Do it. Start slow. If you want, stay slow. Listen to your body. Don't push if it hurts too much. You'll get in shape. Get good gear, and break in your boots before you leave.

Bobbo
11-16-2009, 13:56
you will not be alone - tons of people out there during the spring, summer and fall. if sleep apena doesn't kill you at home - probably will not kill you in the woods. Hiking and getting in shape can only help.

flemdawg1
11-16-2009, 19:30
Well you are close to Bankhead NF and you need to work up from 5 milers per day to 10-15 miles. It means you need to get on thetrail and work off some of the weight. I would also recommend getting some help with a professional service to improve habits. Because with Apnea, you are going to be more doggone tired each morning. I have been there, You have to work it off and make sure your doctor is there to help you all the way.

I second the reccomendation for hiking in Bankhead NF. Try some overnights in the Sipsey Wilderness. See the waterfalls and the Big Tree in Bee Branch Canyon. This time of year just be aware of dates and regs regarding hunting. http://www.outdooralabama.com/hunting/wildlife-areas/wmamaps/Black%20Warrior%202010%20Map.pdf

That being said there's not much hunting going on deep in the Sipsey. No vehicles allowed and rough terrain means anything killed has to be hand carried out. Check out alatrails.com for detailed Sipsey topics.

sheepdog
11-16-2009, 20:04
Im soon to be 55 and overweight. What do you think about me trying to hike the AT alone? I'm a slow walker and i sure wont be in a hurry and a hiking rookie to boot. What kinda advice have you got for me and i know i need some hiker training.
Start out slow and when in doubt, slow down. You should be fine. There are lots of people on the trail.
I carry a deck of cards. When I need help I sit down and play solitair. Sooner of later some clown comes by and says the red 7 goes on the black 8. Then I ask them for what I need. :D

TimeSnake
11-16-2009, 20:14
do just go out on a visionquest. do the research and get your legs in shape before you go out. preporation is key.

TimeSnake
11-16-2009, 20:15
do not just go out on a visionquest*

Marta
11-16-2009, 20:31
As Spiritwalker said, you've got five months to prepare. Walk every day around home, and backpack weekends, starting with state park campgrounds and progressing to harder, more remote trails as you gain skill and confidence.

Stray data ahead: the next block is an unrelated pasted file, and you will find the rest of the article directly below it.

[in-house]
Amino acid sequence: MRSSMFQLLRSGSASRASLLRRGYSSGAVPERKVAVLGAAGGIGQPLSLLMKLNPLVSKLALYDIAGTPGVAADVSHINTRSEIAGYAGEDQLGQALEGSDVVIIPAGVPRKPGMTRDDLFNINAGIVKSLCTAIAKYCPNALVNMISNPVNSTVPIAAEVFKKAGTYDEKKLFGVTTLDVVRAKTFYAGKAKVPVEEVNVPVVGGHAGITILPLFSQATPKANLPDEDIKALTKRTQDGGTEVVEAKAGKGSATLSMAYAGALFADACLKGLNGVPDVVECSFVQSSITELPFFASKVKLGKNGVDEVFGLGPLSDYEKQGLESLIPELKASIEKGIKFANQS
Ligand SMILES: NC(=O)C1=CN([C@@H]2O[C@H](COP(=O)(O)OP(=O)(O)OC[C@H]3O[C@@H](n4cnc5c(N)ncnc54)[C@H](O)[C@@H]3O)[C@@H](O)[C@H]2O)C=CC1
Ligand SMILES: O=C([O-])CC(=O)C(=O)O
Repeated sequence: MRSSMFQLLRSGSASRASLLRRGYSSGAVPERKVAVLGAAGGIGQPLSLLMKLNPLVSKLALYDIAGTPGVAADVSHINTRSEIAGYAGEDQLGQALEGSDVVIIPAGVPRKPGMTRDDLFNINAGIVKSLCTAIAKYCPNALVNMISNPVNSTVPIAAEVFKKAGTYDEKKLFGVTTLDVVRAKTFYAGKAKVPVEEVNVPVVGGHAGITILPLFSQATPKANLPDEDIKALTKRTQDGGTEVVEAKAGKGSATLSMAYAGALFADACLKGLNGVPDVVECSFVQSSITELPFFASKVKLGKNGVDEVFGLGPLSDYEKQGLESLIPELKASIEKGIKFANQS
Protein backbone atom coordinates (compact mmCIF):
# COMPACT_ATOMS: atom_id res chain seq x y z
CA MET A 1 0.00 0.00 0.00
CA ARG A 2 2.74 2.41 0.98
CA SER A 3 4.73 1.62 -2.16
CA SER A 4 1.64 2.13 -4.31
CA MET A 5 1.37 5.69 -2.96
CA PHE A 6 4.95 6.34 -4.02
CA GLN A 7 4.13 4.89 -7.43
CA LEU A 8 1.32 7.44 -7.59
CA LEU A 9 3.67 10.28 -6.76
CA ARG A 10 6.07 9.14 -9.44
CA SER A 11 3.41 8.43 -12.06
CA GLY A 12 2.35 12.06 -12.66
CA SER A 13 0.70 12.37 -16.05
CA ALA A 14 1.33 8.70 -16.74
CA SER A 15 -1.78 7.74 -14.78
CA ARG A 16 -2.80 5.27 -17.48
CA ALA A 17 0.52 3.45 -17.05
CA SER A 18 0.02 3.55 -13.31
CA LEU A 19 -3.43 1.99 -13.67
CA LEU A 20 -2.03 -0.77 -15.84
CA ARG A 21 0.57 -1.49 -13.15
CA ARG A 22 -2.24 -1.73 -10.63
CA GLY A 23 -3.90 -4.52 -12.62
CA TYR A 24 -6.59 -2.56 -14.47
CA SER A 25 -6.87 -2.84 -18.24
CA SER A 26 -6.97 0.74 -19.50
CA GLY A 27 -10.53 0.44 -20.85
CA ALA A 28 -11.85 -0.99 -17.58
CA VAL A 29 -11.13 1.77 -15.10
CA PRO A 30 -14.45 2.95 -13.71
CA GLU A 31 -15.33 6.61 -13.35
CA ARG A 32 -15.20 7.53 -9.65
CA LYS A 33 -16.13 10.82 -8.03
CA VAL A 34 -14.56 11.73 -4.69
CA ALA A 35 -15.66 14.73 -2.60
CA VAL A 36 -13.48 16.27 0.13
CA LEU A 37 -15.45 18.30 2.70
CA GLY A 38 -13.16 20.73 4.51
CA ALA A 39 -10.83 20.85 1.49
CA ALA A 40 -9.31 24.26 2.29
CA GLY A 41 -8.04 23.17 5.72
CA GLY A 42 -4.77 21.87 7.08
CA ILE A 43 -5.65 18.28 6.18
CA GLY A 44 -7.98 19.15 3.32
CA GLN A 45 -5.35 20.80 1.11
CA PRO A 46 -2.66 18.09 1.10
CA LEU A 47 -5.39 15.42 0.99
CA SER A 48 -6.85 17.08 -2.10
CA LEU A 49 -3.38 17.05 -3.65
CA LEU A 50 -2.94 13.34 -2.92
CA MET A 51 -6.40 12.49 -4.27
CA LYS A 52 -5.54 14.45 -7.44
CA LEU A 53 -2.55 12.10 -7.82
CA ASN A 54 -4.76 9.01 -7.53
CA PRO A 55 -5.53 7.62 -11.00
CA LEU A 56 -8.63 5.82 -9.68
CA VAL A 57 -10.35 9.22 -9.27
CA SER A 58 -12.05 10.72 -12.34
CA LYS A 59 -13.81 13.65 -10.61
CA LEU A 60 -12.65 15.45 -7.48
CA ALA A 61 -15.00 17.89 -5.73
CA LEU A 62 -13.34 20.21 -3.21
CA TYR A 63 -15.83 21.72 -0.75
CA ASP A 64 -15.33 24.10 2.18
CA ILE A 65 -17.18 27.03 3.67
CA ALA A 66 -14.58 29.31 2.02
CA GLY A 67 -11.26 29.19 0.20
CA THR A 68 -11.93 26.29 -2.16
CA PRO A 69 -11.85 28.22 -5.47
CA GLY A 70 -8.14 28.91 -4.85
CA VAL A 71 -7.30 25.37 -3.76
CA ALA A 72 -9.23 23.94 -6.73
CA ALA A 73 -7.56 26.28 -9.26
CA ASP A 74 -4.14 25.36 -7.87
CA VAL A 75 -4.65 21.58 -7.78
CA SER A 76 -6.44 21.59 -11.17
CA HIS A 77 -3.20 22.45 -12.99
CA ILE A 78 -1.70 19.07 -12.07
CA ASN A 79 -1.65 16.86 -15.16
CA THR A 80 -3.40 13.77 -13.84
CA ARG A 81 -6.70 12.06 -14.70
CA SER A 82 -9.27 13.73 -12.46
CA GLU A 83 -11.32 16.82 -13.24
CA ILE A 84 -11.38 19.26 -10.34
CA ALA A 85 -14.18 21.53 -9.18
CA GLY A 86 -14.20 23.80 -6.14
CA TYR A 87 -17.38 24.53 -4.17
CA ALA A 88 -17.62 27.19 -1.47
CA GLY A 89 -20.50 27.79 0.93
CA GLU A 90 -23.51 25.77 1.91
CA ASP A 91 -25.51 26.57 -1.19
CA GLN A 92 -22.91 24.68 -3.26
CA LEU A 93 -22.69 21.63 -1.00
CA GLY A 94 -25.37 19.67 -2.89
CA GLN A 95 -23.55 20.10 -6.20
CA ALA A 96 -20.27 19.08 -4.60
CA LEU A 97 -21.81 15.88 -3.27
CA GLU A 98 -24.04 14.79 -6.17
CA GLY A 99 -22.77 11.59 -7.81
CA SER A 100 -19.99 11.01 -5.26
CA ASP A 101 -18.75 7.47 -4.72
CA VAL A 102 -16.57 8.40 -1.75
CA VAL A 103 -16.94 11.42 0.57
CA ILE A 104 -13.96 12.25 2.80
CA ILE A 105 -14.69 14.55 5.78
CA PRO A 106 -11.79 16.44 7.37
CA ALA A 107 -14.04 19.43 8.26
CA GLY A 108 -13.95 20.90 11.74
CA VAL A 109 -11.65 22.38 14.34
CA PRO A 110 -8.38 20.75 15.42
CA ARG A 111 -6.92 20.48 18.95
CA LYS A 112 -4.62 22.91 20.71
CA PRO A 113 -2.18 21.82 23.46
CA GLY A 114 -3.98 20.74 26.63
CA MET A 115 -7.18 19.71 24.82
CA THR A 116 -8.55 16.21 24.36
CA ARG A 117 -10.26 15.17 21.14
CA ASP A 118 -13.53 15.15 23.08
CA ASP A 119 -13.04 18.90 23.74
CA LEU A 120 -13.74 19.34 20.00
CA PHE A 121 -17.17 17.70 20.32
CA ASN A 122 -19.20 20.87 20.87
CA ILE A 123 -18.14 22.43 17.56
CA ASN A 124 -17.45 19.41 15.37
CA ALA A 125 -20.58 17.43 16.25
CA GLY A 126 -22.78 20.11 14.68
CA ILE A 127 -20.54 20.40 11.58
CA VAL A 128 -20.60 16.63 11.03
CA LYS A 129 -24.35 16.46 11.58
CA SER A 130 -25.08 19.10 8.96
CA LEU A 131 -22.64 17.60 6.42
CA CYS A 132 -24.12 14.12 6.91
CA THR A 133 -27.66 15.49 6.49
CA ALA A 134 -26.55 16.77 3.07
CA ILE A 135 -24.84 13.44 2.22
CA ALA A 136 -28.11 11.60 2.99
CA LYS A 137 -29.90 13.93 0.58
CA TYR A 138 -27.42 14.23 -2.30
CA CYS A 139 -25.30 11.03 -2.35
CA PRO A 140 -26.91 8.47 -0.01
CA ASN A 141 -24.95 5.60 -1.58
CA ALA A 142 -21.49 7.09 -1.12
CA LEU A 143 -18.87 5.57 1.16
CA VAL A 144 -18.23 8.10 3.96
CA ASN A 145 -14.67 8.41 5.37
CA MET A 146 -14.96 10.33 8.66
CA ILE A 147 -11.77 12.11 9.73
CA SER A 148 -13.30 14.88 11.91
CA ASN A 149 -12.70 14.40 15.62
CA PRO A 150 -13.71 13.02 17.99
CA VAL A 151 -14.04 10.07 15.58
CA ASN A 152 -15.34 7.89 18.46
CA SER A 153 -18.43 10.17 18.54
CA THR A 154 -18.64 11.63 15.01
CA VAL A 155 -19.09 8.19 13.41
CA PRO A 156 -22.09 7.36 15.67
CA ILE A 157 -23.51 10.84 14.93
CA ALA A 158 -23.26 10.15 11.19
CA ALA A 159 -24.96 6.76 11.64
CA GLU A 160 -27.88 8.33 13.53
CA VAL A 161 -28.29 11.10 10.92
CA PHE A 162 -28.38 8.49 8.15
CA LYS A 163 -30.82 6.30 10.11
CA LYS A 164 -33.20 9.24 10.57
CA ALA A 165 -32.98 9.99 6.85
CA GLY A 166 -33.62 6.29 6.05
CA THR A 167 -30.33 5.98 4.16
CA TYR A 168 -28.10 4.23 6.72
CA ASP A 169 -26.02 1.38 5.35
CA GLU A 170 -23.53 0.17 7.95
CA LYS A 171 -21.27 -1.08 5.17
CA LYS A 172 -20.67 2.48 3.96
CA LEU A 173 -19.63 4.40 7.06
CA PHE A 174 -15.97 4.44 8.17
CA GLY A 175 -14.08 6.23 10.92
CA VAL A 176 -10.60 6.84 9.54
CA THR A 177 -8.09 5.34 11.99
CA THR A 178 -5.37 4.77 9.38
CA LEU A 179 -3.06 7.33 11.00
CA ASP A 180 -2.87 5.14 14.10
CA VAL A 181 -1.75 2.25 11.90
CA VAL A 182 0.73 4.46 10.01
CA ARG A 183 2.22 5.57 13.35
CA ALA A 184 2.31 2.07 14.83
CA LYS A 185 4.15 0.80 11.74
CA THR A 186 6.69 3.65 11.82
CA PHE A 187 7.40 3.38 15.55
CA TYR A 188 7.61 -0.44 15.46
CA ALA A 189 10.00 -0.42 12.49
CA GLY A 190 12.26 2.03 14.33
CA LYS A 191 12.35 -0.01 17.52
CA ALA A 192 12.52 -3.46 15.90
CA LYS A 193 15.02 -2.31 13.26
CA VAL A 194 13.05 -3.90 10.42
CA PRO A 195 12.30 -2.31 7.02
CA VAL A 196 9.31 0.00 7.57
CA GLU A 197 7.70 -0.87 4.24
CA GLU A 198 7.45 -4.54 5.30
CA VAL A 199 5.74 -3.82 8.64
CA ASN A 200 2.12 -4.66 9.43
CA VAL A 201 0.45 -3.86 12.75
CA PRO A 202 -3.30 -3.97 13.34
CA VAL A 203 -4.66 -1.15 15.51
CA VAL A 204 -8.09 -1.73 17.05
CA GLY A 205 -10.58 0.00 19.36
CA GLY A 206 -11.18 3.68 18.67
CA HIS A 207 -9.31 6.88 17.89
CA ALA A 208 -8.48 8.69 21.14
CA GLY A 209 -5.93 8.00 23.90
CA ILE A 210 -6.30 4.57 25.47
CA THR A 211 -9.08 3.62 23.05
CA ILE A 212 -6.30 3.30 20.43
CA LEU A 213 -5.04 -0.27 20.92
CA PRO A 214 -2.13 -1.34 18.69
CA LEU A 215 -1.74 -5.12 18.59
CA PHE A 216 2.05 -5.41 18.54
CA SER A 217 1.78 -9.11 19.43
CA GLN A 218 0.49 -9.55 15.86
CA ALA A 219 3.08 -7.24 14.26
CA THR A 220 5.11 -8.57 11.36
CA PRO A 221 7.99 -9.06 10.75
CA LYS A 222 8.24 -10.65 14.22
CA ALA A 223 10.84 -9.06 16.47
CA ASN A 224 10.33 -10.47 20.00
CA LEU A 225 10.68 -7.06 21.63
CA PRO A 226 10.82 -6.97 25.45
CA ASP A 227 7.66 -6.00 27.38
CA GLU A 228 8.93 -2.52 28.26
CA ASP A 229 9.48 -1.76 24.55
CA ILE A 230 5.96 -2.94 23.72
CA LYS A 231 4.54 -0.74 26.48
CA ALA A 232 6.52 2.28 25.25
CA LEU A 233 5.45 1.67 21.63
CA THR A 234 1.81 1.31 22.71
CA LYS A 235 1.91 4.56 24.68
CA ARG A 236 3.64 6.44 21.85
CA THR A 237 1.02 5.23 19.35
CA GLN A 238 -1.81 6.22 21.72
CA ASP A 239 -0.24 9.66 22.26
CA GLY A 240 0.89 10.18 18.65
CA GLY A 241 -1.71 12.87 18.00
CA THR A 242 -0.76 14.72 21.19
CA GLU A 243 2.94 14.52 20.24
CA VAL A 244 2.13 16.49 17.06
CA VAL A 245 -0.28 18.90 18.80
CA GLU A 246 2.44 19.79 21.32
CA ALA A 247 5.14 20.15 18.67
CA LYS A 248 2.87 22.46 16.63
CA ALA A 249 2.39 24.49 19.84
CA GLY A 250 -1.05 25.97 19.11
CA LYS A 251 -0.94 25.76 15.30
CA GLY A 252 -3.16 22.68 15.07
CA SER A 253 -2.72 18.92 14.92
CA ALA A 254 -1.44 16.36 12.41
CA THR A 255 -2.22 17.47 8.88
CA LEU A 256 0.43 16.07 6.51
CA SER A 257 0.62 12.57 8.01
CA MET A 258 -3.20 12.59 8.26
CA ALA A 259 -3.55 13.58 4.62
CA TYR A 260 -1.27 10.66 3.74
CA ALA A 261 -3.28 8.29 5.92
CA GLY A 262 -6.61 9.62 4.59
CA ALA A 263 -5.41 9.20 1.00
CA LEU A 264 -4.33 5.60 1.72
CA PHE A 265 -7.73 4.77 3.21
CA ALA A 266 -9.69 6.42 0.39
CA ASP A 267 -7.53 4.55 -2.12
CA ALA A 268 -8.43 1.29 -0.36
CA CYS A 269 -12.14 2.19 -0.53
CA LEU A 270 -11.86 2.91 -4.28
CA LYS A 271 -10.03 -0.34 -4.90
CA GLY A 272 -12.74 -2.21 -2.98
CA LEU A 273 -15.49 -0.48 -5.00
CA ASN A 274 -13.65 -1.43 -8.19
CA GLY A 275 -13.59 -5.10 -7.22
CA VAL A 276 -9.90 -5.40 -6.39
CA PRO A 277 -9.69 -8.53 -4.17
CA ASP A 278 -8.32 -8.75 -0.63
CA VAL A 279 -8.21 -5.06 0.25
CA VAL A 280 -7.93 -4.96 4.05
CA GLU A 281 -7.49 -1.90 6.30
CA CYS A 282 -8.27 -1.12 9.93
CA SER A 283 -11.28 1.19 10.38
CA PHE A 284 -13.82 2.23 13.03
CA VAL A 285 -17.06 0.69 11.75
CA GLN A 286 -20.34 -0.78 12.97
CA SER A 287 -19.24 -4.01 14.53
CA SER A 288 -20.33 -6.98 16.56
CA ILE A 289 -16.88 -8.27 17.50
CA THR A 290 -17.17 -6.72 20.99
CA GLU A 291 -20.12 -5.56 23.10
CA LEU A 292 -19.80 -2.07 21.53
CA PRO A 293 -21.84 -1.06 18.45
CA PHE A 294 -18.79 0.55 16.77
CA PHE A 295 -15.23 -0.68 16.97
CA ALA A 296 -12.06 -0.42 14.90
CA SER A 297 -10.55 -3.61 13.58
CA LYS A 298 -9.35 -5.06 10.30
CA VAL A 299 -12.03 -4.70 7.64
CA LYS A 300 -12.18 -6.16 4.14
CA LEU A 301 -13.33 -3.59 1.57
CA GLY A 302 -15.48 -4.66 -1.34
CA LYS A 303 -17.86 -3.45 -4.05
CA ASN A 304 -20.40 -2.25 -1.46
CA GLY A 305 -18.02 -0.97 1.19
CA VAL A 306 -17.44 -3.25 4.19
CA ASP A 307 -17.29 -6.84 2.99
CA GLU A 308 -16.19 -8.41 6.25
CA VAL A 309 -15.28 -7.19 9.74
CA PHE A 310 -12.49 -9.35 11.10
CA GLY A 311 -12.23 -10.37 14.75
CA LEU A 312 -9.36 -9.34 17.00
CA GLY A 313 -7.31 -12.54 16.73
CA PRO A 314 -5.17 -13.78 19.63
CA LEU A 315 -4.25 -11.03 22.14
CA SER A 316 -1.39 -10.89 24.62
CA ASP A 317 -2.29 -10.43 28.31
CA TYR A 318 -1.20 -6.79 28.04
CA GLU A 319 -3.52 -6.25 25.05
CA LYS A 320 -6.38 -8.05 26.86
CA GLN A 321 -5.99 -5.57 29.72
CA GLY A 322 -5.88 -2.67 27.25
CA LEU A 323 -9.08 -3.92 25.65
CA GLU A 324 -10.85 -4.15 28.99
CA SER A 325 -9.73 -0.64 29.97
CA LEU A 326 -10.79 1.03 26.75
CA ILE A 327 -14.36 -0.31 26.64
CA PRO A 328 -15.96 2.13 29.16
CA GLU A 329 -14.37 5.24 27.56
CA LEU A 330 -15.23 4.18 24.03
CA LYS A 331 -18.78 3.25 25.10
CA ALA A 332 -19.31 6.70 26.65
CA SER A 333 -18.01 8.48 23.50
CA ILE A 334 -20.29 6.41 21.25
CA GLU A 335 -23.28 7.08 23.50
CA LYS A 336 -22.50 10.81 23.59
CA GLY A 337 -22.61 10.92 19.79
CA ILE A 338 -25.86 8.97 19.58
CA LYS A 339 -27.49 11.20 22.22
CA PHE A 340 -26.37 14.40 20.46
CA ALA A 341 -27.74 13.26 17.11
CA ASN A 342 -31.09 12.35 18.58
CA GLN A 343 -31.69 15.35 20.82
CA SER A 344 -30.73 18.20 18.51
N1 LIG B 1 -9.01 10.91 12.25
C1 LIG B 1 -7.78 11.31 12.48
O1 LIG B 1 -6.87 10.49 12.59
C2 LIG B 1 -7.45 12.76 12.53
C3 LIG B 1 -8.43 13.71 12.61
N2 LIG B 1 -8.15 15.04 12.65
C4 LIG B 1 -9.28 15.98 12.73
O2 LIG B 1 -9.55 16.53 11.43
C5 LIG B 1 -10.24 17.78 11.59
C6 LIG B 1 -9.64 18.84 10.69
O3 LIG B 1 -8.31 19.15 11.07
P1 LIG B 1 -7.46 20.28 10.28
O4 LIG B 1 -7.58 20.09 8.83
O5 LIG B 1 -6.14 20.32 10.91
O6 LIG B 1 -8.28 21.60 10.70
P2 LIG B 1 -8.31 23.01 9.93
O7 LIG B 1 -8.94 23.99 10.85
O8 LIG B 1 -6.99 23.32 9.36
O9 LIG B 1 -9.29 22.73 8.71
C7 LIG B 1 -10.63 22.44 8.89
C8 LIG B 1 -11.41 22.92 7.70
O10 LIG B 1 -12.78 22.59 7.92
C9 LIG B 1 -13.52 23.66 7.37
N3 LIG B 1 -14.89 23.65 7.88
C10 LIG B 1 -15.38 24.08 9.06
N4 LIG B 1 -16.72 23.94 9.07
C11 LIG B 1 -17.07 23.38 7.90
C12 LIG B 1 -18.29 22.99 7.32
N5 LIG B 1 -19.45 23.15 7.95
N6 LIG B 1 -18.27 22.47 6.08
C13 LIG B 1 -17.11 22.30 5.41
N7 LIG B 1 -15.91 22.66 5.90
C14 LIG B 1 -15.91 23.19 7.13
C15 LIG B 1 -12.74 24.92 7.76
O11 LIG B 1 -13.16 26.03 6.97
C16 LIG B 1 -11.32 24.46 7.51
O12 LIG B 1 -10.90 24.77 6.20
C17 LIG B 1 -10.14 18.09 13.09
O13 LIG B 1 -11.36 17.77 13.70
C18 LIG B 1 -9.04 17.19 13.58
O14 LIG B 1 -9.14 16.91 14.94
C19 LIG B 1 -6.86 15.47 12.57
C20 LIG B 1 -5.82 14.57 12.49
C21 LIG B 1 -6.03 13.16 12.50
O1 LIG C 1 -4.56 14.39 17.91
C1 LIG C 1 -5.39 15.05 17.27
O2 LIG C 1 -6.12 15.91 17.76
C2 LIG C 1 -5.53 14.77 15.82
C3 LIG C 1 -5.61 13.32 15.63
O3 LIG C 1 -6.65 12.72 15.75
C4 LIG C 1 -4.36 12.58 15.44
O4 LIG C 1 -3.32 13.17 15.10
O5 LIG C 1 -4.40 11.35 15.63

I would strongly recommend hiking alone. If you have a hiking partner, you will be forever compromising what is best for you in favor of what is best for the team. That's great if you're with a significant other, or close family member. It's less than ideal if making the hike is going to be a dicey proposition at best.

This past weekend I hiked with a guy who was given a "shape up or else" ultimatum by his doctor. In five months he has backpacked 500 miles and lost quite a lot of weight. It's working wonderfully for him.

But first you have to take that first step out the door...

Another thought--a training log is a useful reality check. On a calendar note down how much time you spend walking every day. Typically one thinks about exercising quite often, but actually does it much less frequently. Looking at the calendar at the end of the month and counting up those checkmarks will tell you whether you are really getting out there, or mostly just exercising your imagination.

SunnyWalker
12-16-2009, 19:53
I'm planning on hiking a thru hike on CDT this 2013 and will be 60 and overweight. Go for it.

mweinstone
12-16-2009, 22:16
pay me to go with you. i require 35000.00 to insure your safe passage .in can have you hikeing the perfect hike by tonight at 11.

fiddlehead
12-16-2009, 22:32
How much do you like to walk?
That's probably the main thing that matters here.

Mongoose2
12-16-2009, 22:34
pay me to go with you. i require 35000.00 to insure your safe passage .in can have you hikeing the perfect hike by tonight at 11.

He'll do it man. I've seen him do it, and it's amazing!!

Montana AT05
12-17-2009, 01:24
I was 35 yrs old on my 2005 AT thru. In decent shape, average to low weight for my height, had always been active.

Thirty miles in, I was laid up with a bad knee and asking all sorts of guys in their 50's and older, many "overweight", if they knew anything about knees. They gave me what they new and continued up the trail while I sat dejected.

So, yes, you can hike it. It is tough! Keep your packweight as light as possible and keep your mileage expectations low. And stay hydrated...it helps. Don't overdue the beginning, go in slow. It's a long trail.

Prior to your hike, go to a gym, work out. Work on leg strength, ask a trainer about hip flexor exercises. Get on the treadmill, stationary bike, stairmaster. You don't need to go crazy--just get your body used to exertion.

I don't know anything about sleep apnea.

But I think you can do it.